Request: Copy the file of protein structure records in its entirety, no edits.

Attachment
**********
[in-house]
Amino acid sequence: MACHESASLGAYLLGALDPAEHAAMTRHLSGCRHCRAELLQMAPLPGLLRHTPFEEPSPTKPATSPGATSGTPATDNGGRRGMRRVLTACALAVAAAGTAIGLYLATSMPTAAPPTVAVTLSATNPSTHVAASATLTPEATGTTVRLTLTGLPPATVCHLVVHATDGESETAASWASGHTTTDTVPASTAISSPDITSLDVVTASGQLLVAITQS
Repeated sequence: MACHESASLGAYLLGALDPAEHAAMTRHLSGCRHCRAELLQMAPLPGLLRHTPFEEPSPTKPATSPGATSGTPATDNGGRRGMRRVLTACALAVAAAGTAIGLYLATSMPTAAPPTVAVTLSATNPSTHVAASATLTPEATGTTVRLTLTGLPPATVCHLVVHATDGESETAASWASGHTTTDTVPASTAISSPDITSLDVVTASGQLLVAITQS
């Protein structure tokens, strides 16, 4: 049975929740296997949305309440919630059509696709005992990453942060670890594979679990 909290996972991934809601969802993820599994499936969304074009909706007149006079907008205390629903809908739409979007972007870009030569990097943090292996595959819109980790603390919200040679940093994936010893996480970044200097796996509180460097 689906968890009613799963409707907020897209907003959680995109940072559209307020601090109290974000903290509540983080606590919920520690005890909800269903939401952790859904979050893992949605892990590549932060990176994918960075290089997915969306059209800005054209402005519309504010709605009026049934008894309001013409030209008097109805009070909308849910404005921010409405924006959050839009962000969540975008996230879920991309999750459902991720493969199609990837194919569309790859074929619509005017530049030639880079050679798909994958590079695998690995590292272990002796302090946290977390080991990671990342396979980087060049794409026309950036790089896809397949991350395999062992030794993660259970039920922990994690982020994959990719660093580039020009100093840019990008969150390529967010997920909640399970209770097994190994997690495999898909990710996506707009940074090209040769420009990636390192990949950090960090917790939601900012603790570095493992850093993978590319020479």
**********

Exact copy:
[in-house]
Amino acid sequence: MACHESASLGAYLLGALDPAEHAAMTRHLSGCRHCRAELLQMAPLPGLLRHTPFEEPSPTKPATSPGATSGTPATDNGGRRGMRRVLTACALAVAAAGTAIGLYLATSMPTAAPPTVAVTLSATNPSTHVAASATLTPEATGTTVRLTLTGLPPATVCHLVVHATDGESETAASWASGHTTTDTVPASTAISSPDITSLDVVTASGQLLVAITQS
Repeated sequence: MACHESASLGAYLLGALDPAEHAAMTRHLSGCRHCRAELLQMAPLPGLLRHTPFEEPSPTKPATSPGATSGTPATDNGGRRGMRRVLTACALAVAAAGTAIGLYLATSMPTAAPPTVAVTLSATNPSTHVAASATLTPEATGTTVRLTLTGLPPATVCHLVVHATDGESETAASWASGHTTTDTVPASTAISSPDITSLDVVTASGQLLVAITQS
């Protein structure tokens, strides 16, 4: 049975929740296997949305309440919630059509696709005992990453942060670890594979679990 909290996972991934809601969802993820599994499936969304074009909706007149006079907008205390629903809908739409979007972007870009030569990097943090292996595959819109980790603390919200040679940093994936010893996480970044200097796996509180460097 689906968890009613799963409707907020897209907003959680995109940072559209307020601090109290974000903290509540983080606590919920520690005890909800269903939401952790859904979050893992949605892990590549932060990176994918960075290089997915969306059209800005054209402005519309504010709605009026049934008894309001013409030209008097109805009070909308849910404005921010409405924006959050839009962000969540975008996230879920991309999750459902991720493969199609990837194919569309790859074929619509005017530049030639880079050679798909994958590079695998690995590292272990002796302090946290977390080991990671990342396979980087060049794409026309950036790089896809397949991350395999062992030794993660259970039920922990994690982020994959990719660093580039020009100093840019990008969150390529967010997920909640399970209770097994190994997690495999898909990710996506707009940074090209040769420009990636390192990949950090960090917790939601900012603790570095493992850093993978590319020479």